This constellation also had special meaning for northerners. The classical Greeks included the stars of the Southern Cross in the constellation Centaurus. For European colonists, it represented a quest for spiritual renewal. The cross was once theirs, but now is lost to them because of the process of precession (the 26,000 year cycle of Earth rotation). It was calculated that the last time the Southern Cross was visible on the horizon of Jerusalem was when Christ was crucified. In his Purgatory, Dante describes the “four stars/Ne’er seen before save by the primal people.”

     The flag of Samoa has undergone many changes: a red field with a white crescent and a white 5-pointed star pointing upwards; various Union Jack British flags with three palm trees in a circle, either in the center of the Jack or beside the Jack on the hoist corner. After a period of only four stars, today the flag of Samoa (adopted 24 Feb. 1949) includes all five stars of the Southern Cross.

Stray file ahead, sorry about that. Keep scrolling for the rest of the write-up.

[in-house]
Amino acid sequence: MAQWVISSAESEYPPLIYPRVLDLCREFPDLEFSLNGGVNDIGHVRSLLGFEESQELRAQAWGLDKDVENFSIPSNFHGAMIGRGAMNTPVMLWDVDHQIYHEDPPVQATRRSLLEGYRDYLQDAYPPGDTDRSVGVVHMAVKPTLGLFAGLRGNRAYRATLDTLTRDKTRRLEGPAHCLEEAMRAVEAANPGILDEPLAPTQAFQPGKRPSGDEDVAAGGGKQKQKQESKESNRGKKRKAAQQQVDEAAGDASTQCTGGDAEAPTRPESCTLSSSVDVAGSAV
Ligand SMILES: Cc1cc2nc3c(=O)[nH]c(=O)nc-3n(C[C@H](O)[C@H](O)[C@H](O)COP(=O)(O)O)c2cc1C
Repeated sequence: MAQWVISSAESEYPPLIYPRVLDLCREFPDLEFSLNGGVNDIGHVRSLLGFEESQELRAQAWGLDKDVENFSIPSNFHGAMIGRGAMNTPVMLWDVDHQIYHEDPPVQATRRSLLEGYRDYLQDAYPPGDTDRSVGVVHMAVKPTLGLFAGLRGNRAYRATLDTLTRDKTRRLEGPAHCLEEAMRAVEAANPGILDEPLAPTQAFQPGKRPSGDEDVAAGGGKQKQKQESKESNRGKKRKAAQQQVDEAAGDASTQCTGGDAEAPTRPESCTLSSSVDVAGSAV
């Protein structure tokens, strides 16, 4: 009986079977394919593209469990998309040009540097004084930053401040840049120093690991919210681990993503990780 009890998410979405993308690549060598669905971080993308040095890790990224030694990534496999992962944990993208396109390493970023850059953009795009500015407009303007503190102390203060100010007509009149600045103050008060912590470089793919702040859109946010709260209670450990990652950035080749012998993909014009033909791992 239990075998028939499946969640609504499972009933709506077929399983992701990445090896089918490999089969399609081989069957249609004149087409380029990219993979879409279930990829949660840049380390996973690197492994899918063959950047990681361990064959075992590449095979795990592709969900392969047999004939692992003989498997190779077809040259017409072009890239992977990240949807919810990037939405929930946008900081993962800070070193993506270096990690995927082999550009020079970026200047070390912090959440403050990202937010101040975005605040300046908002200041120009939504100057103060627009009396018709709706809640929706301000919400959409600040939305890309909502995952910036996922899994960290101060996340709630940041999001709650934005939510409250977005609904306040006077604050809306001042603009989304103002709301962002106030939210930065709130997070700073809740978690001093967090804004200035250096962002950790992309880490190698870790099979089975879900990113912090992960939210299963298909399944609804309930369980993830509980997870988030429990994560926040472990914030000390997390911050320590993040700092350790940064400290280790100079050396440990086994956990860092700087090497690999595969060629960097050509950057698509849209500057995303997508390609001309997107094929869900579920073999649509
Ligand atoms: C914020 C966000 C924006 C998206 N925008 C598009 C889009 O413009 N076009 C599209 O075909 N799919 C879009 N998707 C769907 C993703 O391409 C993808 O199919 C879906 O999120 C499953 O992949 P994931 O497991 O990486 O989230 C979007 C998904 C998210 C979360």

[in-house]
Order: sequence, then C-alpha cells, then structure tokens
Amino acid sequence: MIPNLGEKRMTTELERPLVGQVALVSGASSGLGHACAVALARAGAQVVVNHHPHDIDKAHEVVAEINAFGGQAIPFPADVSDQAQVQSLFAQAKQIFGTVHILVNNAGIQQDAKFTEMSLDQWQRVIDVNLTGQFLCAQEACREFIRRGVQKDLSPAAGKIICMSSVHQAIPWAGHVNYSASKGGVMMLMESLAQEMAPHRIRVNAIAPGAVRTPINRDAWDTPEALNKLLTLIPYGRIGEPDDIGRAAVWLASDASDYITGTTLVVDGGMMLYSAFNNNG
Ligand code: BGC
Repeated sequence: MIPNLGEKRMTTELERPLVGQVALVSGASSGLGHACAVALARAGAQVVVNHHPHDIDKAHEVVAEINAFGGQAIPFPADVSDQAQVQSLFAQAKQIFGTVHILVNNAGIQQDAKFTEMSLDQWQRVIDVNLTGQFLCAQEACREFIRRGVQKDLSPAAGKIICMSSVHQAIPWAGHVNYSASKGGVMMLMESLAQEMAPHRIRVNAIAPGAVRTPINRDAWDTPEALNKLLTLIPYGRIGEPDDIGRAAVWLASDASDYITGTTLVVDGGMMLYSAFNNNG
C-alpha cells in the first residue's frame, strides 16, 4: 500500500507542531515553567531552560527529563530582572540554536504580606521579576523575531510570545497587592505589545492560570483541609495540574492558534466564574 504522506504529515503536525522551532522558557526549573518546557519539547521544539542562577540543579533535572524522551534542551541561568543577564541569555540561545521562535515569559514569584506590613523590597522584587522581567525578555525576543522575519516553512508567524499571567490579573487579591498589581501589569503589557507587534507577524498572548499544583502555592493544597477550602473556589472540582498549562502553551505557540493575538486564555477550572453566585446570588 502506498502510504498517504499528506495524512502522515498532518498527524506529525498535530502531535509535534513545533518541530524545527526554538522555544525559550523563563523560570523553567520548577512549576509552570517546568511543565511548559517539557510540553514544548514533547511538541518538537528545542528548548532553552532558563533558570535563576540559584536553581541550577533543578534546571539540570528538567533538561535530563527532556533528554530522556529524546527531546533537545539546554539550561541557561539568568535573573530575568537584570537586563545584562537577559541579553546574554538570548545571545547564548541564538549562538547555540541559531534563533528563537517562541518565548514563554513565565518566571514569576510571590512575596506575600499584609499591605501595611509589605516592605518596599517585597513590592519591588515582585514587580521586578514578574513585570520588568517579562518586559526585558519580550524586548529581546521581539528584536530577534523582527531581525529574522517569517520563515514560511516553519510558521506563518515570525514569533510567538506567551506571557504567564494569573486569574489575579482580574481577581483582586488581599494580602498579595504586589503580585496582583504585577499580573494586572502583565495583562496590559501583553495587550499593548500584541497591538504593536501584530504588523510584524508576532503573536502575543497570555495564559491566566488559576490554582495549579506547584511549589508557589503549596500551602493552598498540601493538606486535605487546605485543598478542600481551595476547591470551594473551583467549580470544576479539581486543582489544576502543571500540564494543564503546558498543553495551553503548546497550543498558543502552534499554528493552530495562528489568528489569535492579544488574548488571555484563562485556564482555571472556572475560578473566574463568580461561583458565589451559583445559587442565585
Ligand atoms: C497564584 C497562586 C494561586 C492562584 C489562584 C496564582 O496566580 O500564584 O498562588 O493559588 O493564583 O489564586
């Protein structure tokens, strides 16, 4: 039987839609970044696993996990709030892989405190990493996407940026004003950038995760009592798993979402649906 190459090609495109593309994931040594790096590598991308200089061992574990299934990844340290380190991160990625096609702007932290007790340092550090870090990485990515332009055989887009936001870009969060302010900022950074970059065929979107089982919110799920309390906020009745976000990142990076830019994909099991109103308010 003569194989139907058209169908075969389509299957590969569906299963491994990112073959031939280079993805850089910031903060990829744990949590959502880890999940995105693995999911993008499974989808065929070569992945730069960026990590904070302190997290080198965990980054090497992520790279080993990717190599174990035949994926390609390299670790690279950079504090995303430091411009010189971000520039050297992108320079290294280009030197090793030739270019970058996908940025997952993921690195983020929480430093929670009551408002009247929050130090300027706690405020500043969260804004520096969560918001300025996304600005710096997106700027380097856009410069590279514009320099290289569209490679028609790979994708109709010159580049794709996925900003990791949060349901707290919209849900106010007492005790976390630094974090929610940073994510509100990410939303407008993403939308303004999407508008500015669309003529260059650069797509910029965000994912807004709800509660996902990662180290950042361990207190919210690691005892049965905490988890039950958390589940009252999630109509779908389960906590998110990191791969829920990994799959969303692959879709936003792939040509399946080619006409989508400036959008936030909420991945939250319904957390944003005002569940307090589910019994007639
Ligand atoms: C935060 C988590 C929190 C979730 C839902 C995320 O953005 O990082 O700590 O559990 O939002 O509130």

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     The light of the Southern Cross constellation has lighted mankind and the soils of the earth for eons. Crux will always shine somewhere on earth. Samoa may change. The crux of the matter is that we at Common Ground 191 feel fortunate to have Samoan soil in our collection at this point in the history of an evolving Samoa and its constellations, spots in Oceania reflecting lightpoints in the sky.